In 2015, somewhere in the neighborhood of 1 billion Internet of Things (IoT) devices will be purchased, an increase of 60 percent over the previous year. There will be 10 billion IoT devices connected to the Internet this year.
A couple of years ago, a survey found that three out of four Americans had no clue that there was such an animal as the Internet of Things, and many likely still don't know (until you tell them their new smart TV or fitness band counts). Since the IoT is only going to get bigger, it's best to get a handle on what it means for you.
The IoT can be any product or appliance equipped with a chip for storing data and web connectivity. The point is two-fold: Service and data collection. Whether we're talking about a car or a dishwasher, manufacturers can identify this or that "thing" by a unique code, then send it information over the Internet, including commands and software updates; conversely, they can also receive communications from it. Many of the devices that fall under the IoT heading have web- and app-based interfaces that allow end users to control them from wherever they may be, whether it is a security camera, a front door or a clothes dryer.
Frequently, these souped-up appliances are marketed as "smart devices," and they have a variety of benefits. A smart coffee machine can make your coffee at 7:30 every morning, or smart tech can warm up your car whenever the temperature is below freezing. It can open the doors at your business and turn on the lights. The possibilities are endless, and excruciatingly cool. But the downside, of course, is the security risk. Because this data is moving around on devices that are not universally protected, in an environment where there is no established security standard, we have no way of assessing the level of risk.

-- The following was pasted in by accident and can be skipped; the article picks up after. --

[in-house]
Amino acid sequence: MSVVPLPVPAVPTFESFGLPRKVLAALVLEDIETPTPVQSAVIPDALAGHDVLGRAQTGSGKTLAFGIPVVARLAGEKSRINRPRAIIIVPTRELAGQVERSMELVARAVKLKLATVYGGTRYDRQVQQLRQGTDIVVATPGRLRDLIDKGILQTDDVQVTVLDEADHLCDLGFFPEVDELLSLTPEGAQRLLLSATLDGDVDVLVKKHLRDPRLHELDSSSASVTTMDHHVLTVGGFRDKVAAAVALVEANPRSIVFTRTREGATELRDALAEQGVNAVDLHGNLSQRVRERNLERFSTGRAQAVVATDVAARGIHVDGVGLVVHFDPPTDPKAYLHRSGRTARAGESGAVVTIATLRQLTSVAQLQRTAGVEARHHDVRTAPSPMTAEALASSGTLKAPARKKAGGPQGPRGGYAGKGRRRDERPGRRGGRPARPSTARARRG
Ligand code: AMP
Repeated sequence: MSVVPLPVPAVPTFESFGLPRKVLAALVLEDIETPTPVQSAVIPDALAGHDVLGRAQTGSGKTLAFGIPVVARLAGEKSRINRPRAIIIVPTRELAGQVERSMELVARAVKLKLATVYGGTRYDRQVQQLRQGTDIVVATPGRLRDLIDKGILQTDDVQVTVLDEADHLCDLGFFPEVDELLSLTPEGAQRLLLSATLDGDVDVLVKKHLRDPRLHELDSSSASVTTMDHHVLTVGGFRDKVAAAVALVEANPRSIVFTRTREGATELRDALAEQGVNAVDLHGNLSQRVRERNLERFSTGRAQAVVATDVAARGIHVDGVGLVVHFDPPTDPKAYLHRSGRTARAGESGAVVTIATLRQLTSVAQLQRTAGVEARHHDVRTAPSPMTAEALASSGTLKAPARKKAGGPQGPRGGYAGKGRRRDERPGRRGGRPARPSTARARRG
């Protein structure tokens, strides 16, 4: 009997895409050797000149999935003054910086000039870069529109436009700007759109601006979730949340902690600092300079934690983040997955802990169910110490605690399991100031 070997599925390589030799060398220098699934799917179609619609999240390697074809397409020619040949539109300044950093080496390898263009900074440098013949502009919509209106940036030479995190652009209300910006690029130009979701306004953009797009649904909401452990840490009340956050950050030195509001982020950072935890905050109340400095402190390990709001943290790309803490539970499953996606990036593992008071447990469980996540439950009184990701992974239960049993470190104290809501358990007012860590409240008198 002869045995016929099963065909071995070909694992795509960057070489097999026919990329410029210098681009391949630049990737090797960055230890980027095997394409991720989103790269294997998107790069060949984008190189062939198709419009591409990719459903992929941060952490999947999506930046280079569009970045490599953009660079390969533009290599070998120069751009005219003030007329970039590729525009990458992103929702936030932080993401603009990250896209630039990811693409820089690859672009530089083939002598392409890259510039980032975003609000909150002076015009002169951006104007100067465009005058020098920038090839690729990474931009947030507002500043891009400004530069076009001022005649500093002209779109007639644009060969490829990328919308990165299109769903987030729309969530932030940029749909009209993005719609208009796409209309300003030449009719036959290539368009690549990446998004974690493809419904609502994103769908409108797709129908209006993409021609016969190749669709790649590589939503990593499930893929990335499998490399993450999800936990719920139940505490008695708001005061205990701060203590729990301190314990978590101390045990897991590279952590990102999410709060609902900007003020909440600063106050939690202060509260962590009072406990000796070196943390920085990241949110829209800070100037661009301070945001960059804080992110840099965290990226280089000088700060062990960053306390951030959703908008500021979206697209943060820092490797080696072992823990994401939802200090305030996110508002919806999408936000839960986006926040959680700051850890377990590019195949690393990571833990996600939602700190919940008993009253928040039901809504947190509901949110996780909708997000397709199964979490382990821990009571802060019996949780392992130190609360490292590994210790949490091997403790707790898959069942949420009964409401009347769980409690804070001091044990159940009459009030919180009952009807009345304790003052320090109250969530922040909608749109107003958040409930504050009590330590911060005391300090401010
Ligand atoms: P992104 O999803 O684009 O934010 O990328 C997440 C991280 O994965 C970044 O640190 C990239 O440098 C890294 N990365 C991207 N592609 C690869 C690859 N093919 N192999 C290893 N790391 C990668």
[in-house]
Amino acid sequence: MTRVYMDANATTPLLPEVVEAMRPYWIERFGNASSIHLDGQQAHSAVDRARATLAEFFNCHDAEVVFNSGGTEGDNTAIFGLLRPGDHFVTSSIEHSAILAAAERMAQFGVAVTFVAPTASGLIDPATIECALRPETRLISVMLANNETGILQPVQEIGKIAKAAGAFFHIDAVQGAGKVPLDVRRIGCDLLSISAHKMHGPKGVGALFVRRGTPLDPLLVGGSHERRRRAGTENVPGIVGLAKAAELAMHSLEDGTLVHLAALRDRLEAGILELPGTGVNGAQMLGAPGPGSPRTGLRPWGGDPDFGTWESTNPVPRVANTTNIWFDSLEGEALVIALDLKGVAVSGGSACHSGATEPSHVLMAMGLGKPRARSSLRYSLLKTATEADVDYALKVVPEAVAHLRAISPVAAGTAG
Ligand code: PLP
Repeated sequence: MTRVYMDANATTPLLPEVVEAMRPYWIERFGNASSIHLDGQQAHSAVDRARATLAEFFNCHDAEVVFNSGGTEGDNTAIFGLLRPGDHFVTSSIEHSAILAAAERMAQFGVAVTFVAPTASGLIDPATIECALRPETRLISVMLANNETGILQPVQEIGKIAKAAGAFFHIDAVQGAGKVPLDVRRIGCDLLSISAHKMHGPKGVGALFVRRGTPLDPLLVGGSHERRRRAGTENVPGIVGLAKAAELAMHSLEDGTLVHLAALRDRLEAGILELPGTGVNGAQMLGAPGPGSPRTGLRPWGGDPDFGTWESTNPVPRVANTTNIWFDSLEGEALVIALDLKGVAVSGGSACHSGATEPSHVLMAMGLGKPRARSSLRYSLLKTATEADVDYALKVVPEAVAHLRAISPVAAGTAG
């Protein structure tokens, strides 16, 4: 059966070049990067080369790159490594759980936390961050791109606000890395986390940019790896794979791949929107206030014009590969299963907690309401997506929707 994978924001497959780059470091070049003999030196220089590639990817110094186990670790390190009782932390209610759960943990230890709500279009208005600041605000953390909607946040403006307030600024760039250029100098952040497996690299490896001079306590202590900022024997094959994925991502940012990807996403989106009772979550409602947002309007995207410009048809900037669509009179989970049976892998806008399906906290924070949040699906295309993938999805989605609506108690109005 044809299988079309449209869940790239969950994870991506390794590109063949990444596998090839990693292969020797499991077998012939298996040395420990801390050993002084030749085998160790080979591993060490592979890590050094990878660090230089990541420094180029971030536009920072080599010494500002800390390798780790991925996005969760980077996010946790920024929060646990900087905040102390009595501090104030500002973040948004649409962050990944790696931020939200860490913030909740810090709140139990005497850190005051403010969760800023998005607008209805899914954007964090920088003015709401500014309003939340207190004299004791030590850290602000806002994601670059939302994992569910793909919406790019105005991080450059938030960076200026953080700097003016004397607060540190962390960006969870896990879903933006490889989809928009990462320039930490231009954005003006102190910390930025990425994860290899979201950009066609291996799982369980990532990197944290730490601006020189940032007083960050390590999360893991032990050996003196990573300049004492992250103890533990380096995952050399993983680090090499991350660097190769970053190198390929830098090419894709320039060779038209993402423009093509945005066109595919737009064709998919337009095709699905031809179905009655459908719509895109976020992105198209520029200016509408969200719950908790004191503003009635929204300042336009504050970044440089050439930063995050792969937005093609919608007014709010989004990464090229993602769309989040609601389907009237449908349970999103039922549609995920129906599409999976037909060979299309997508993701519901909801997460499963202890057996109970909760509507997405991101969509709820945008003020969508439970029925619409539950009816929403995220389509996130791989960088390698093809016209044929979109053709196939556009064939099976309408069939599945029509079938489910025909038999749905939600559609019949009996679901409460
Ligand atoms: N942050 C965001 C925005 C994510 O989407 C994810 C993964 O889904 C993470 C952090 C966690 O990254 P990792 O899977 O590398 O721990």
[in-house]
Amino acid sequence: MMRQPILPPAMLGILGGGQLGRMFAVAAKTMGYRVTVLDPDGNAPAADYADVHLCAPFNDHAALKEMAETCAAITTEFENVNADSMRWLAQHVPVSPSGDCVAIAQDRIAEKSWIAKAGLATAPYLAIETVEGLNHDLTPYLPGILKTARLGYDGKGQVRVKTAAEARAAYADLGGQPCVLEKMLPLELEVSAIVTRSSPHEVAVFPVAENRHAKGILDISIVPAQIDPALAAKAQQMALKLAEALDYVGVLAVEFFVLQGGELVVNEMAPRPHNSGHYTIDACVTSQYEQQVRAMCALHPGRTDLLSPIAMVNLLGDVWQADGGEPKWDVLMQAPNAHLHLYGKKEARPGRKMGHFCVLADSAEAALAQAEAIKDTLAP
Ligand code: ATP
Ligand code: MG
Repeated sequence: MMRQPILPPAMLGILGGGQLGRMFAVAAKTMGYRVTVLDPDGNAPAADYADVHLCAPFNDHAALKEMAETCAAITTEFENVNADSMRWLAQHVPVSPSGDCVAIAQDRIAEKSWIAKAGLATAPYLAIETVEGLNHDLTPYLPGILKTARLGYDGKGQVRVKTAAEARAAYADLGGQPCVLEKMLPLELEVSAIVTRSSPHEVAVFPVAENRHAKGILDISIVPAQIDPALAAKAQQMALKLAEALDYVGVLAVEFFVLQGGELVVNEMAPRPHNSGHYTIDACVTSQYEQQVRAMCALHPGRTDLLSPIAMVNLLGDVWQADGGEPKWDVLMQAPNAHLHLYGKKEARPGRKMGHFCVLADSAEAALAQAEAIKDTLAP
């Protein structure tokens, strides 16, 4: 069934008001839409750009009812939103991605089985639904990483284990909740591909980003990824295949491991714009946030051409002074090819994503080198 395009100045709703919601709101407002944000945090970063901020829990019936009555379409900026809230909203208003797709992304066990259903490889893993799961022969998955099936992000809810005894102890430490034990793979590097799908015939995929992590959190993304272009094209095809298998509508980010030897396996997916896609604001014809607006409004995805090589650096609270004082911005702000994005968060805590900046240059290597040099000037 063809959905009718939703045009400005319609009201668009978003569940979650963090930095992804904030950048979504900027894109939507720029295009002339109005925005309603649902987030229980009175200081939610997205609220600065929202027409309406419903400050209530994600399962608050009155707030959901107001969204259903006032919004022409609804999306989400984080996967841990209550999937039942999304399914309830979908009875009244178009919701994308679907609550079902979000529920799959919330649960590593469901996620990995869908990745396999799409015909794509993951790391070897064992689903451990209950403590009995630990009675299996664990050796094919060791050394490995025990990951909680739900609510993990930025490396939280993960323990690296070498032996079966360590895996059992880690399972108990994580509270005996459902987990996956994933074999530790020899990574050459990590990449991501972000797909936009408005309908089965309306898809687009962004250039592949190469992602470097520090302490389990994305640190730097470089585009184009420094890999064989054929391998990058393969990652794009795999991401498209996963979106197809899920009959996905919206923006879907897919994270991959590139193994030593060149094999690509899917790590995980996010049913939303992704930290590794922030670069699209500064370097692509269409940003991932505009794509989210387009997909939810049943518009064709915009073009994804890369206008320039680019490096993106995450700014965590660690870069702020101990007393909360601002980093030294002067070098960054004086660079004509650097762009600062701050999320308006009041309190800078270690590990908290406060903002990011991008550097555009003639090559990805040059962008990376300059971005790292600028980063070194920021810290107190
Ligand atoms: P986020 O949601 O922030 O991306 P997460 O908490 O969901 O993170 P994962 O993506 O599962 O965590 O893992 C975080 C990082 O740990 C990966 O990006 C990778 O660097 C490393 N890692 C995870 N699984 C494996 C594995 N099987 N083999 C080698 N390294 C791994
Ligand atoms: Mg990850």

Most IoT products are often woefully underprotected (or not protected at all), and that opens the door to hacking. From the criminal's perspective, the IoT is, simply, an opportunity -- a bunch of holes in the fence of your information security. It expands your attackable surface. Computer manufacturers and software companies devote attention and resources to providing security, but appliance makers have little understanding of the field. It is only a matter of time before the hackers start digging into their programs.
In fact, the first proven large-scale hack of IoT devices occurred in December 2013 and the first week of 2014, according to the security-as-a-service company Proofpoint, based in Sunnyvale, California. According to Proofpoint's press release detailing the marshaling of conventional household smart appliances, "the global attack campaign involved more than 750,000 malicious email communications coming from more than 100,000 everyday consumer gadgets such as home-networking routers, connected multimedia centers, televisions and at least one refrigerator that had been compromised and used as a platform to launch attacks."
Normally, a mass of spam as large as 750,000 emails would be caught by filters. But what if the filters didn't know the emails were coming from the same place? In this attack, which took place between Dec. 23, 2013,and Jan. 6, 2014, bursts of email -- as many as 100,000 of them at a time -- were sent out through an army of machines several times a day. Twenty-five percent of the email was sent via noncomputer "things" (i.e., not a laptop, desktop computer or smartphone). Because each IP address was programmed by the hackers to send no more than 10 emails, none of the location-based defenses that networks use to block spam were triggered. After all, who would suspect a refrigerator of malfeasance?
Luckily, there are some things you can do to reduce your attackable surface.
Editor's note: The above is an adapted excerpt from Swiped: How to Protect Yourself in a World Full of Scammers, Phishers and Identity Thieves, which hits bookstores everywhere Black Friday.